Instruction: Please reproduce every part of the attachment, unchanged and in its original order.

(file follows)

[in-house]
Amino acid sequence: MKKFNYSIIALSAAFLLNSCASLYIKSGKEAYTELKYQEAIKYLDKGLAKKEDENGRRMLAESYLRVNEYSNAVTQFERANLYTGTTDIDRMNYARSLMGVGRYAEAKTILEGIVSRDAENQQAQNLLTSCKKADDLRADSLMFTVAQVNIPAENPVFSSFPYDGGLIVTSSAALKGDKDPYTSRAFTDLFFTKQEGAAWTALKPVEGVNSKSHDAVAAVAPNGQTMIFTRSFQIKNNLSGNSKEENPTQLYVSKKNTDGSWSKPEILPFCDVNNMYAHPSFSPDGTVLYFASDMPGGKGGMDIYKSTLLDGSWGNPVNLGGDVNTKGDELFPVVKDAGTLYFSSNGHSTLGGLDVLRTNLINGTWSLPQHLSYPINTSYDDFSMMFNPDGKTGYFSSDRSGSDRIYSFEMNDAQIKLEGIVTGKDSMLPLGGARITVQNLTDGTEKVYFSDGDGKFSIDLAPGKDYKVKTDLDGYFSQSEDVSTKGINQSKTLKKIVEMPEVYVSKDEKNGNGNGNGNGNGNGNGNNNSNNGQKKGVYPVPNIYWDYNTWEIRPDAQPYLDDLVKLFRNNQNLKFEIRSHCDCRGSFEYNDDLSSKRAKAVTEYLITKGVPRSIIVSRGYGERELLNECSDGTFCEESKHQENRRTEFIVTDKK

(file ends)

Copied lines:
[in-house]
Amino acid sequence: MKKFNYSIIALSAAFLLNSCASLYIKSGKEAYTELKYQEAIKYLDKGLAKKEDENGRRMLAESYLRVNEYSNAVTQFERANLYTGTTDIDRMNYARSLMGVGRYAEAKTILEGIVSRDAENQQAQNLLTSCKKADDLRADSLMFTVAQVNIPAENPVFSSFPYDGGLIVTSSAALKGDKDPYTSRAFTDLFFTKQEGAAWTALKPVEGVNSKSHDAVAAVAPNGQTMIFTRSFQIKNNLSGNSKEENPTQLYVSKKNTDGSWSKPEILPFCDVNNMYAHPSFSPDGTVLYFASDMPGGKGGMDIYKSTLLDGSWGNPVNLGGDVNTKGDELFPVVKDAGTLYFSSNGHSTLGGLDVLRTNLINGTWSLPQHLSYPINTSYDDFSMMFNPDGKTGYFSSDRSGSDRIYSFEMNDAQIKLEGIVTGKDSMLPLGGARITVQNLTDGTEKVYFSDGDGKFSIDLAPGKDYKVKTDLDGYFSQSEDVSTKGINQSKTLKKIVEMPEVYVSKDEKNGNGNGNGNGNGNGNGNNNSNNGQKKGVYPVPNIYWDYNTWEIRPDAQPYLDDLVKLFRNNQNLKFEIRSHCDCRGSFEYNDDLSSKRAKAVTEYLITKGVPRSIIVSRGYGERELLNECSDGTFCEESKHQENRRTEFIVTDKK